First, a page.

DH – I think these will all come in time, but they will also take a lot of work. I know a Christian chaplain who worked through the process of having his particular denomination added.
KS – How can current Army members have their preference changed?
JH – You will have to go to your local BN S1 shop to have your religious preference changed on your ERB/ORB. This may require you to make an appointment, or you may have to convince your leadership you have a valid reason for going. Demand it. You have the right to have this change made, and it has to be made at the BN level or higher.
Veterans need to contact Army Human Resources Command to request a change to their official record:
U.S. Army Human Resources Command
ATTN: AHRC-PDR-H / Department 420
1600 Spearhead Division Ave
Fort Knox KY 40122-5402
Phone Number: 1-888-ARMYHRCFamilies of deceased soldiers may contact the above to request a service member’s records be altered.
DH – For a service member to change their religious preference officially, it would take using a DA 4187, Personnel Action. Many Soldiers should be familiar with this form. Fill out your administrative information at the top, check “Other” and “Change Religious Preference to (insert preference),” and have it signed by your commander. I highly advise all Soldiers to contact their local HR representative – Training Room, Admin Clerk, or S1.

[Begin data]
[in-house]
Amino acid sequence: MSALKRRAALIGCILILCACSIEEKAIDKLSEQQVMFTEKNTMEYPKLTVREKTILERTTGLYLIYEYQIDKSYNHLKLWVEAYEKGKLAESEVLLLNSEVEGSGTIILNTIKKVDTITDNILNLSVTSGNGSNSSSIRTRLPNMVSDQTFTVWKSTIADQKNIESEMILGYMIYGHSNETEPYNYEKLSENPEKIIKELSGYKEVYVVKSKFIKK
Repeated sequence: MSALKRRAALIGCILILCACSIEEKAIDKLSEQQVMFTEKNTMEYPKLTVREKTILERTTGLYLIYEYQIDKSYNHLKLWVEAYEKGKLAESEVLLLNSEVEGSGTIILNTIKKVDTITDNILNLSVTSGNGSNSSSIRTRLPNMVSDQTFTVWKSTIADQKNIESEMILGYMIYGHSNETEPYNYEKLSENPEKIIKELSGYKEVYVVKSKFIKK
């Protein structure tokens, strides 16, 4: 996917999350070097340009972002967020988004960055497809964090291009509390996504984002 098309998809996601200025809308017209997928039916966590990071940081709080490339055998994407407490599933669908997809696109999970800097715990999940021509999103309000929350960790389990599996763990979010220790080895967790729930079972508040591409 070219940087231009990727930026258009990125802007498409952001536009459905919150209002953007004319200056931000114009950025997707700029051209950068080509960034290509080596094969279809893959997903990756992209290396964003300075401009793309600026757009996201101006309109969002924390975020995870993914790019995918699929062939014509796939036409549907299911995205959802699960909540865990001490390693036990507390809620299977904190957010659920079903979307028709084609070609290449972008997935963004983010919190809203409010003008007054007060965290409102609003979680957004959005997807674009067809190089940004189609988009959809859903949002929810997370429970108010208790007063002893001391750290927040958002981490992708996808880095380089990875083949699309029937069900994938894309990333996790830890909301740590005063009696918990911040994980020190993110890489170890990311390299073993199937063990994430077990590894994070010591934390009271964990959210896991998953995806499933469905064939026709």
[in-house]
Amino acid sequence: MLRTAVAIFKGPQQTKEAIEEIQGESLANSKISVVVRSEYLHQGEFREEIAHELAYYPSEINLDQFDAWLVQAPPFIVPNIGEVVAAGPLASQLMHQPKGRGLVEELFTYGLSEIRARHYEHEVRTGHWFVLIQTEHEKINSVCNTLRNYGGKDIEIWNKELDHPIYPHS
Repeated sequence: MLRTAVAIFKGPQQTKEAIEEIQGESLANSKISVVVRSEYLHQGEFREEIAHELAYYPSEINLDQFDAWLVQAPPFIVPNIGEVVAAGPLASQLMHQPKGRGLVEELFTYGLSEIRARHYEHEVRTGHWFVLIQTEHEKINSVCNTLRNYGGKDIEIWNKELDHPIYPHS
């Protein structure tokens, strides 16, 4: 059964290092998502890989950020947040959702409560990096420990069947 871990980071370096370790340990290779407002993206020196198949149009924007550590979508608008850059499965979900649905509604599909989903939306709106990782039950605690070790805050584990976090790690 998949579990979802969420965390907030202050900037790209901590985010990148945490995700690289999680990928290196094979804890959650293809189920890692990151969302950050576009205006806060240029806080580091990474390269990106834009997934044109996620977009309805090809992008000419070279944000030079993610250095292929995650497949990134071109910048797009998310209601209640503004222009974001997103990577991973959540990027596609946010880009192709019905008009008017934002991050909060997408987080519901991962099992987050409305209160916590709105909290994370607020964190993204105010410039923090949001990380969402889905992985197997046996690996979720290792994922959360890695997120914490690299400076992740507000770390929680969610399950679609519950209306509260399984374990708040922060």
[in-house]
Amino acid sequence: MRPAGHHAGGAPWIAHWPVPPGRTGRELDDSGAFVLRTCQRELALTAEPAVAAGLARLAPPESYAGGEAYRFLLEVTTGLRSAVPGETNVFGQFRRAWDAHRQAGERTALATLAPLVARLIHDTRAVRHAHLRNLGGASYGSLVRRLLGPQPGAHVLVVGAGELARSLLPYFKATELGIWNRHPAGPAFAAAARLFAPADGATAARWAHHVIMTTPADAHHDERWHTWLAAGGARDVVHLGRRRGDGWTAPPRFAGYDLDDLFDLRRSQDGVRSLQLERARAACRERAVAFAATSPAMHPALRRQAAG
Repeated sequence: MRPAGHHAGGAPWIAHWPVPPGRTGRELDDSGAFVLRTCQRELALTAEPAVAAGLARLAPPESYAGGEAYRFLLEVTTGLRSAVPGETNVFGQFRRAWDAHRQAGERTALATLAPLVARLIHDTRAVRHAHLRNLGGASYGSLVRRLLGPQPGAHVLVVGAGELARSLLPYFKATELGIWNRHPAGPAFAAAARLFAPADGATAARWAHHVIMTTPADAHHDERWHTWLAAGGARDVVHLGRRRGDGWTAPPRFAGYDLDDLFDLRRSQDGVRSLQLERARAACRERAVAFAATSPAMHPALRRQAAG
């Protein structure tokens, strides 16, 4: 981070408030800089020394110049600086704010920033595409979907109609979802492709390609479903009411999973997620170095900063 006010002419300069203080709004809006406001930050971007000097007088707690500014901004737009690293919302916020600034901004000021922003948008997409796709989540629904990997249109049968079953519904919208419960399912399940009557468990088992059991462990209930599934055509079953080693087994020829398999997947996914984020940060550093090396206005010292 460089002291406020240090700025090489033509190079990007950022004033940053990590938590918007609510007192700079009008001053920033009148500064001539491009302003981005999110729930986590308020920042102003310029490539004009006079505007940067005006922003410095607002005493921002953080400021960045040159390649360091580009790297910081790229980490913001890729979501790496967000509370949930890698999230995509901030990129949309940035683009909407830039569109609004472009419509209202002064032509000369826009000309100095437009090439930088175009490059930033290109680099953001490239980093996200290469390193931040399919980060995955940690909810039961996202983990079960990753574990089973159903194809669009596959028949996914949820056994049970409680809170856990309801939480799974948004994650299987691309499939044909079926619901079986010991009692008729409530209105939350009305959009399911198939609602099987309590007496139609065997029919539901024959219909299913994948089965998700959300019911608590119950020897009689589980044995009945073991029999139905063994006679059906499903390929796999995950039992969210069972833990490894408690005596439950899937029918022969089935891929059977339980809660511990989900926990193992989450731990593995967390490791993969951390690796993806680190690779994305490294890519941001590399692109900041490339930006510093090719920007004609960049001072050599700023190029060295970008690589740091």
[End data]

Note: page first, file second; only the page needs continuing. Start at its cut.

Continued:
KS – How often does the Army release a public report on numbers of religious adherents in its ranks? Will we see an official number of Heathens?
JH – The last time the Army released this information was in 2009, because CNN requested the data for an article they were writing. As far as I know, the Army doesn't publicly release this data on a regular or irregular basis.
DH – I was working with my current unit chaplain to do a unit poll to see how many other people within my unit identify as Pagan, Wiccan, or any other natural/polytheistic faith group. It is possible at unit levels; however, he explained to me it would be very difficult and consume a lot of resources to do a poll on the entire Army. I would love to know total numbers, and I’m hopeful that some sort of numbers could be determined in the future.
KS – Since the 2013 interview with Josh and Cat, the U.S. Department of Veteran’s Affairs approved Thor’s hammer as a recognized grave marker, and the Air Force added Ásatrú to their religious preference list. This is the third major change in the United States Armed Forces. What's the next goal?
JH – To sea! The Navy (and therefore the Marines, as well) have not recognized Ásatrú or Heathen as religious preferences. So, we are going to do all we can to make that happen. The VA also has a list of religious preferences, so that list is something we are going to be fighting to get on as well. Though, to be honest. I personally might take a little break from pushing at the moment, but I'll fully support anyone who is wishing to push these requests.